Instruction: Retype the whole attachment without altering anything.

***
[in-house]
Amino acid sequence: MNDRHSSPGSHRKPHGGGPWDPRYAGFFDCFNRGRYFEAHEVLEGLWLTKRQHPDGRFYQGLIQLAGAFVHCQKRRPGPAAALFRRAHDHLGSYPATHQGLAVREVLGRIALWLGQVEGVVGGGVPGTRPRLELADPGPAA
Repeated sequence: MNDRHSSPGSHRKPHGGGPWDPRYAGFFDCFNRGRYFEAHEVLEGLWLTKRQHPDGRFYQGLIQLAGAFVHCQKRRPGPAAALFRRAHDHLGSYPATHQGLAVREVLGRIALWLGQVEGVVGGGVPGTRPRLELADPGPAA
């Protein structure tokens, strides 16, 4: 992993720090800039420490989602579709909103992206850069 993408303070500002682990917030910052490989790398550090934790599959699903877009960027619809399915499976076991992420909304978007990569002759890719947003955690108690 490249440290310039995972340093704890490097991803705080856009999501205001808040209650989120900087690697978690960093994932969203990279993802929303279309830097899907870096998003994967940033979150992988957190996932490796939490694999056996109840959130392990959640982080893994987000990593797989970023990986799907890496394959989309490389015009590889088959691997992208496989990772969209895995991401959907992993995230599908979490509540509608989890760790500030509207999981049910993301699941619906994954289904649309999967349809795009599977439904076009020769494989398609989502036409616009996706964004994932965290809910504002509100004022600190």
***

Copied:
[in-house]
Amino acid sequence: MNDRHSSPGSHRKPHGGGPWDPRYAGFFDCFNRGRYFEAHEVLEGLWLTKRQHPDGRFYQGLIQLAGAFVHCQKRRPGPAAALFRRAHDHLGSYPATHQGLAVREVLGRIALWLGQVEGVVGGGVPGTRPRLELADPGPAA
Repeated sequence: MNDRHSSPGSHRKPHGGGPWDPRYAGFFDCFNRGRYFEAHEVLEGLWLTKRQHPDGRFYQGLIQLAGAFVHCQKRRPGPAAALFRRAHDHLGSYPATHQGLAVREVLGRIALWLGQVEGVVGGGVPGTRPRLELADPGPAA
């Protein structure tokens, strides 16, 4: 992993720090800039420490989602579709909103992206850069 993408303070500002682990917030910052490989790398550090934790599959699903877009960027619809399915499976076991992420909304978007990569002759890719947003955690108690 490249440290310039995972340093704890490097991803705080856009999501205001808040209650989120900087690697978690960093994932969203990279993802929303279309830097899907870096998003994967940033979150992988957190996932490796939490694999056996109840959130392990959640982080893994987000990593797989970023990986799907890496394959989309490389015009590889088959691997992208496989990772969209895995991401959907992993995230599908979490509540509608989890760790500030509207999981049910993301699941619906994954289904649309999967349809795009599977439904076009020769494989398609989502036409616009996706964004994932965290809910504002509100004022600190």